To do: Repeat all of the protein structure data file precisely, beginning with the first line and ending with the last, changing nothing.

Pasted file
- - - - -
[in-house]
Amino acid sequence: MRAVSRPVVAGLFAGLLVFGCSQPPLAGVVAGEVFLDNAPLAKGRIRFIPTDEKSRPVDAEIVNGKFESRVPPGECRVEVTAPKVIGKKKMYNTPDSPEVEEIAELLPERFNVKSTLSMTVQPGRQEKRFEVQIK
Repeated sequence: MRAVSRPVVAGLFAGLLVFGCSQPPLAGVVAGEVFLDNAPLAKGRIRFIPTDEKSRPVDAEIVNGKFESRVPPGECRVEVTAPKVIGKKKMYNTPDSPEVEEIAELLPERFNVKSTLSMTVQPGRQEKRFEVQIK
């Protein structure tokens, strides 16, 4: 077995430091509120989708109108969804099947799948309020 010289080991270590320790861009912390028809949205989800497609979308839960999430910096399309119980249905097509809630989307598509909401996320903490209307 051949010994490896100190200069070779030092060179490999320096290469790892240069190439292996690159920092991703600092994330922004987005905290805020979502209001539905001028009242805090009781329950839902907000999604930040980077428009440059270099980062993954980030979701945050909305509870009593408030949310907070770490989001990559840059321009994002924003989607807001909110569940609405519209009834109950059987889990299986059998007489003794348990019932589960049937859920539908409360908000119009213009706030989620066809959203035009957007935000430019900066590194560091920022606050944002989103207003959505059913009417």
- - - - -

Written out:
[in-house]
Amino acid sequence: MRAVSRPVVAGLFAGLLVFGCSQPPLAGVVAGEVFLDNAPLAKGRIRFIPTDEKSRPVDAEIVNGKFESRVPPGECRVEVTAPKVIGKKKMYNTPDSPEVEEIAELLPERFNVKSTLSMTVQPGRQEKRFEVQIK
Repeated sequence: MRAVSRPVVAGLFAGLLVFGCSQPPLAGVVAGEVFLDNAPLAKGRIRFIPTDEKSRPVDAEIVNGKFESRVPPGECRVEVTAPKVIGKKKMYNTPDSPEVEEIAELLPERFNVKSTLSMTVQPGRQEKRFEVQIK
């Protein structure tokens, strides 16, 4: 077995430091509120989708109108969804099947799948309020 010289080991270590320790861009912390028809949205989800497609979308839960999430910096399309119980249905097509809630989307598509909401996320903490209307 051949010994490896100190200069070779030092060179490999320096290469790892240069190439292996690159920092991703600092994330922004987005905290805020979502209001539905001028009242805090009781329950839902907000999604930040980077428009440059270099980062993954980030979701945050909305509870009593408030949310907070770490989001990559840059321009994002924003989607807001909110569940609405519209009834109950059987889990299986059998007489003794348990019932589960049937859920539908409360908000119009213009706030989620066809959203035009957007935000430019900066590194560091920022606050944002989103207003959505059913009417």